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Ecosystems and ecoregions | Амар мөрөн мэдээллийн төв

Map collection: Land cover, ecosystems and ecoregions


Ecoregions& landscapes photogalleries:

Ussury Forests

Small Hinggan


Daurian Steppe

Song-Nen Plain

Amur meadows and wetlands – Amur midflow

Khanka Lake and upper Ussury wetlands

Lower Amur wetlands


GIS:Soil and vegetation

GIS: Land cover/Land use according to satellite imagery

Ecosystems and ecoregions

The basin supports diverse forest habitat like rich Korean pine (Pinus koraiensis) mixed broadleaf temperate forests of the Sikhote-Alin and Small Hinggan ranges, the depauperate Larch (Larix gmelini) boreal forests and moraines on permafrost in the north, and alpine tundra in the mountains of Stanovoy and other mountain ranges. Plateaus and lowlands exhibit equally diverse ranges of grassland and wetland habitats from the grassland prairies of the Khanka-Xingkai Lake lowlands to forest-meadows of the Middle Amur-Heilong, to forest-steppe and dry steppe landscapes in the western half of the region.
Out of 15 large terrestrial ecoregions recognized in the basin eleven are dissected by national borders. Four ecoregions are recognized as global priority for nature conservation.

High levels of landscape diversity in the Amur-Heilong River basin are largely the result of historic and spatial variability in conditions across the region. Altitudinal variation and horizontal zoning also help form numerous biogeographic regions. Situated on the eastern rim of Eurasia and abutting the Pacific Ocean, the basin is subject to the combined effects of monsoon climate conditions, oceanic currents, and mountains that direct air circulation patterns. The geology and terrain, with numerous mountain chains separated by lush valleys, present a variety of microclimate, soil, and vegetation conditions. Several geographic factors contribute to the tremendous biological diversity of the Amur-Heilong River basin:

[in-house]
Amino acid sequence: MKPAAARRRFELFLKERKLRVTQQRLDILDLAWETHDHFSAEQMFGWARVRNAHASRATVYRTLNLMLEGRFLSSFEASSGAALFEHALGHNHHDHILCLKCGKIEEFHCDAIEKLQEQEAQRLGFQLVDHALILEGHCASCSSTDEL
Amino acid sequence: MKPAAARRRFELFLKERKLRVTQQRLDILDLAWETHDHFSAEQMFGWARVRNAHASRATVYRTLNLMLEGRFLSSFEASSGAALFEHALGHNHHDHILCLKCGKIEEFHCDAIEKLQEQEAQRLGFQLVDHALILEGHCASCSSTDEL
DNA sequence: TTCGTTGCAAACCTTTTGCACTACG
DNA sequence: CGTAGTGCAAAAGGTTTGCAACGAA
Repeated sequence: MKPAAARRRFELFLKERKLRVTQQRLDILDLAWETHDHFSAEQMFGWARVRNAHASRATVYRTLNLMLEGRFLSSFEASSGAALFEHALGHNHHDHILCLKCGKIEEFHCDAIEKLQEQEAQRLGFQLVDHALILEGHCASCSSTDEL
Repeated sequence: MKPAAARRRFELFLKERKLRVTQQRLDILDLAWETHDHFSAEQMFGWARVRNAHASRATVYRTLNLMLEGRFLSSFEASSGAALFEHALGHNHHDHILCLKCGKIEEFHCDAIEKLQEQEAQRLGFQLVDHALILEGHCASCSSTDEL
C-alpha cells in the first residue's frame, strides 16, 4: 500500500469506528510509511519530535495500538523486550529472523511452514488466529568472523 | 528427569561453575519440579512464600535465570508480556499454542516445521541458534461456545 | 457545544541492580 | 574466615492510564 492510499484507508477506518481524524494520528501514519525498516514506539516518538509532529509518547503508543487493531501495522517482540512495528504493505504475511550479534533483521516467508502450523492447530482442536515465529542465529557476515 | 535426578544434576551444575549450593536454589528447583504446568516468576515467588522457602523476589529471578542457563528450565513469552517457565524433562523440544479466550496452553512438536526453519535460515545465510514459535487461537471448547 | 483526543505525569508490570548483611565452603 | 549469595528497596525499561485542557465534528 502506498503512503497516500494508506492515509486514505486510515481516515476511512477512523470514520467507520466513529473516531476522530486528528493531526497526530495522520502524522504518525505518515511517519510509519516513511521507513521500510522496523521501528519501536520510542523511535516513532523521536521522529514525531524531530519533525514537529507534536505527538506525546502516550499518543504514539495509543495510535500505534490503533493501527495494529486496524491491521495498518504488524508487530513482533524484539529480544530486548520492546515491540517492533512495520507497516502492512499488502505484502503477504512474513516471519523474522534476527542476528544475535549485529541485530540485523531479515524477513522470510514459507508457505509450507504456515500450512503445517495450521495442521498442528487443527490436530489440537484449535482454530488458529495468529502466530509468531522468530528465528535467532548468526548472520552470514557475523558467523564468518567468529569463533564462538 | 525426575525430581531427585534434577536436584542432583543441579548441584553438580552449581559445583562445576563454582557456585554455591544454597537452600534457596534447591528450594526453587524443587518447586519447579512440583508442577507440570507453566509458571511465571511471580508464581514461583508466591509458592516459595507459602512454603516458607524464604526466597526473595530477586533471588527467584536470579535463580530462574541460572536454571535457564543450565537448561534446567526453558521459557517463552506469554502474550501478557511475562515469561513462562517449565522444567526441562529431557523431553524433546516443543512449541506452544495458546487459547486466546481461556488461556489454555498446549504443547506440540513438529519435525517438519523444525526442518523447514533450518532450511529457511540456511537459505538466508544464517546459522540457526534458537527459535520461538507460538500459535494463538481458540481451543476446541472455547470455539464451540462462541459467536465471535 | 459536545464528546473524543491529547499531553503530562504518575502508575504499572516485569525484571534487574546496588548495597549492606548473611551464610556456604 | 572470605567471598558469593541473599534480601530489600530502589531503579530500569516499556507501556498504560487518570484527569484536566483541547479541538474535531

--from north to south the basin encompasses boreal and temperate zones and extends southward into the northern tip of the subtropics;
--from west to east there is a tremendous climatic gradient from cold continental to humid monsoon climates;
--during glacial periods, most of the basin had numerous refugia not covered by ice;
--mountain ranges cross the region longitudinally, latitudinally, and diagonally, thus adding landscape-scale diversity to the basin;
--large river systems provide migration corridors that allow for the dispersal of flora and fauna and that results in a mixture of northern and southern species;
--the basin's tributaries differ hydrologically and thus form distinct aquatic habitats.

These have yielded a broad range of landscapes and unusually high levels of species diversity for temperate latitudes.

To illustrate vegetation zoning and land status around 2000 a phytogeography map, based on the work of Sochava (1969), is presented, that despite its inaccuracies, remains the best recognized classification system for the region and has been incorporated into many world-wide databases (look Map) However, this map should be compared with more current maps based studies of satellite imagery. We provide two of the most informative products currently used in world databases: one illustrates vegetation/land cover types (see Map) and the other, created by the University of Maryland, depicts vegetation cover density (see Map).

Starotsurukhaitui Meadow in Argun river floodplain
(Photo by E.Simonov)

Created in GIS-Lab